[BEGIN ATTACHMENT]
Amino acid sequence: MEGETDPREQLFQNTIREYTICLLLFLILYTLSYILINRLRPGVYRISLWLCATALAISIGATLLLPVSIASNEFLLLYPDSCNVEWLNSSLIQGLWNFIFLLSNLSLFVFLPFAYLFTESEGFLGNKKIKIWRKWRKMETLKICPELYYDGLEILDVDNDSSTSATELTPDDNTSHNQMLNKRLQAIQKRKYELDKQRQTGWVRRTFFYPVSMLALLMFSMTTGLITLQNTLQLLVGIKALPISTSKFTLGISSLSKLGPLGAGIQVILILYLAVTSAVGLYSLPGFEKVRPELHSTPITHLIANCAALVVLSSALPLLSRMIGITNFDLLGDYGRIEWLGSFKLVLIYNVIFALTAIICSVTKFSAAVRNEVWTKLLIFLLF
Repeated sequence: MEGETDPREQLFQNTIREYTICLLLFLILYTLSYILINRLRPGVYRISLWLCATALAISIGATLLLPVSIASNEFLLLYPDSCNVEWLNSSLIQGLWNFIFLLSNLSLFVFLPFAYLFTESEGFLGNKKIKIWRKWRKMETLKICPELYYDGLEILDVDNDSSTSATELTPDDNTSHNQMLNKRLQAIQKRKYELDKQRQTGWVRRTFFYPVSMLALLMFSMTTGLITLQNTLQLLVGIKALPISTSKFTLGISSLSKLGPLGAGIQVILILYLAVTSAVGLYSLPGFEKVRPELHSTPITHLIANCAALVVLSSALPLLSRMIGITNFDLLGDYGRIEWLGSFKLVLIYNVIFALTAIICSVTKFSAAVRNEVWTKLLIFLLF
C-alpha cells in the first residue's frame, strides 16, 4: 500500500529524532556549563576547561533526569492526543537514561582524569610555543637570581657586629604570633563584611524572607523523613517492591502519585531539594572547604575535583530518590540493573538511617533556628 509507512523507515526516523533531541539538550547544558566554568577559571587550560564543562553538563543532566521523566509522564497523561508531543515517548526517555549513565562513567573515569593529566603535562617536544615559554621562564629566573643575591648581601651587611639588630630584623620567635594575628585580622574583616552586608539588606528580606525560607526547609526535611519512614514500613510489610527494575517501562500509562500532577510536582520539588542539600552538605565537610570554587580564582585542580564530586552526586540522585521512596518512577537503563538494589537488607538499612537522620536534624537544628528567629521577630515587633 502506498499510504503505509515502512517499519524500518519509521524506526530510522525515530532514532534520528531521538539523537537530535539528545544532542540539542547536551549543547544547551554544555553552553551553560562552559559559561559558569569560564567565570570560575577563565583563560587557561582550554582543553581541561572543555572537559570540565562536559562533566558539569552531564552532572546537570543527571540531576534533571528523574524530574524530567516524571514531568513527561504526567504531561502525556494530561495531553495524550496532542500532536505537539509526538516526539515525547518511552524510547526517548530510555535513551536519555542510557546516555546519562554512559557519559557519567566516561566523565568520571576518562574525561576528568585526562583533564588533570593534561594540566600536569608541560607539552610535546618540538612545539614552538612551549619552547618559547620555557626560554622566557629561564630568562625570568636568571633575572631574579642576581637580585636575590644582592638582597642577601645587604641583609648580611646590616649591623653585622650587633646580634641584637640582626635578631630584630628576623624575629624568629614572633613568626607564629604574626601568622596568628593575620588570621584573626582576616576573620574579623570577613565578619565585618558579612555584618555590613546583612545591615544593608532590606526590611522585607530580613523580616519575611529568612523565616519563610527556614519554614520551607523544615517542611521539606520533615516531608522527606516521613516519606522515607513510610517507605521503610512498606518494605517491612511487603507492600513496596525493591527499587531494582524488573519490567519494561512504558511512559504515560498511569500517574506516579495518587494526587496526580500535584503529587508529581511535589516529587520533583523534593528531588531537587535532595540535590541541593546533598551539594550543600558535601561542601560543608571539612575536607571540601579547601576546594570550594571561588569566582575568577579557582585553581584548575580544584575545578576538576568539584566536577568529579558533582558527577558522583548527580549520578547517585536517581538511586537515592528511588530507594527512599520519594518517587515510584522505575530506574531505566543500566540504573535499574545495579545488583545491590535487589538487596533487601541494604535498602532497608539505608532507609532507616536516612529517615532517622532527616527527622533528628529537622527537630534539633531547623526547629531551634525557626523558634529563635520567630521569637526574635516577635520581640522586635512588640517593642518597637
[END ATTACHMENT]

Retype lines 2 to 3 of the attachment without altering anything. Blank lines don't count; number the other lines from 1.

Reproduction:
Repeated sequence: MEGETDPREQLFQNTIREYTICLLLFLILYTLSYILINRLRPGVYRISLWLCATALAISIGATLLLPVSIASNEFLLLYPDSCNVEWLNSSLIQGLWNFIFLLSNLSLFVFLPFAYLFTESEGFLGNKKIKIWRKWRKMETLKICPELYYDGLEILDVDNDSSTSATELTPDDNTSHNQMLNKRLQAIQKRKYELDKQRQTGWVRRTFFYPVSMLALLMFSMTTGLITLQNTLQLLVGIKALPISTSKFTLGISSLSKLGPLGAGIQVILILYLAVTSAVGLYSLPGFEKVRPELHSTPITHLIANCAALVVLSSALPLLSRMIGITNFDLLGDYGRIEWLGSFKLVLIYNVIFALTAIICSVTKFSAAVRNEVWTKLLIFLLF
C-alpha cells in the first residue's frame, strides 16, 4: 500500500529524532556549563576547561533526569492526543537514561582524569610555543637570581657586629604570633563584611524572607523523613517492591502519585531539594572547604575535583530518590540493573538511617533556628 509507512523507515526516523533531541539538550547544558566554568577559571587550560564543562553538563543532566521523566509522564497523561508531543515517548526517555549513565562513567573515569593529566603535562617536544615559554621562564629566573643575591648581601651587611639588630630584623620567635594575628585580622574583616552586608539588606528580606525560607526547609526535611519512614514500613510489610527494575517501562500509562500532577510536582520539588542539600552538605565537610570554587580564582585542580564530586552526586540522585521512596518512577537503563538494589537488607538499612537522620536534624537544628528567629521577630515587633 502506498499510504503505509515502512517499519524500518519509521524506526530510522525515530532514532534520528531521538539523537537530535539528545544532542540539542547536551549543547544547551554544555553552553551553560562552559559559561559558569569560564567565570570560575577563565583563560587557561582550554582543553581541561572543555572537559570540565562536559562533566558539569552531564552532572546537570543527571540531576534533571528523574524530574524530567516524571514531568513527561504526567504531561502525556494530561495531553495524550496532542500532536505537539509526538516526539515525547518511552524510547526517548530510555535513551536519555542510557546516555546519562554512559557519559557519567566516561566523565568520571576518562574525561576528568585526562583533564588533570593534561594540566600536569608541560607539552610535546618540538612545539614552538612551549619552547618559547620555557626560554622566557629561564630568562625570568636568571633575572631574579642576581637580585636575590644582592638582597642577601645587604641583609648580611646590616649591623653585622650587633646580634641584637640582626635578631630584630628576623624575629624568629614572633613568626607564629604574626601568622596568628593575620588570621584573626582576616576573620574579623570577613565578619565585618558579612555584618555590613546583612545591615544593608532590606526590611522585607530580613523580616519575611529568612523565616519563610527556614519554614520551607523544615517542611521539606520533615516531608522527606516521613516519606522515607513510610517507605521503610512498606518494605517491612511487603507492600513496596525493591527499587531494582524488573519490567519494561512504558511512559504515560498511569500517574506516579495518587494526587496526580500535584503529587508529581511535589516529587520533583523534593528531588531537587535532595540535590541541593546533598551539594550543600558535601561542601560543608571539612575536607571540601579547601576546594570550594571561588569566582575568577579557582585553581584548575580544584575545578576538576568539584566536577568529579558533582558527577558522583548527580549520578547517585536517581538511586537515592528511588530507594527512599520519594518517587515510584522505575530506574531505566543500566540504573535499574545495579545488583545491590535487589538487596533487601541494604535498602532497608539505608532507609532507616536516612529517615532517622532527616527527622533528628529537622527537630534539633531547623526547629531551634525557626523558634529563635520567630521569637526574635516577635520581640522586635512588640517593642518597637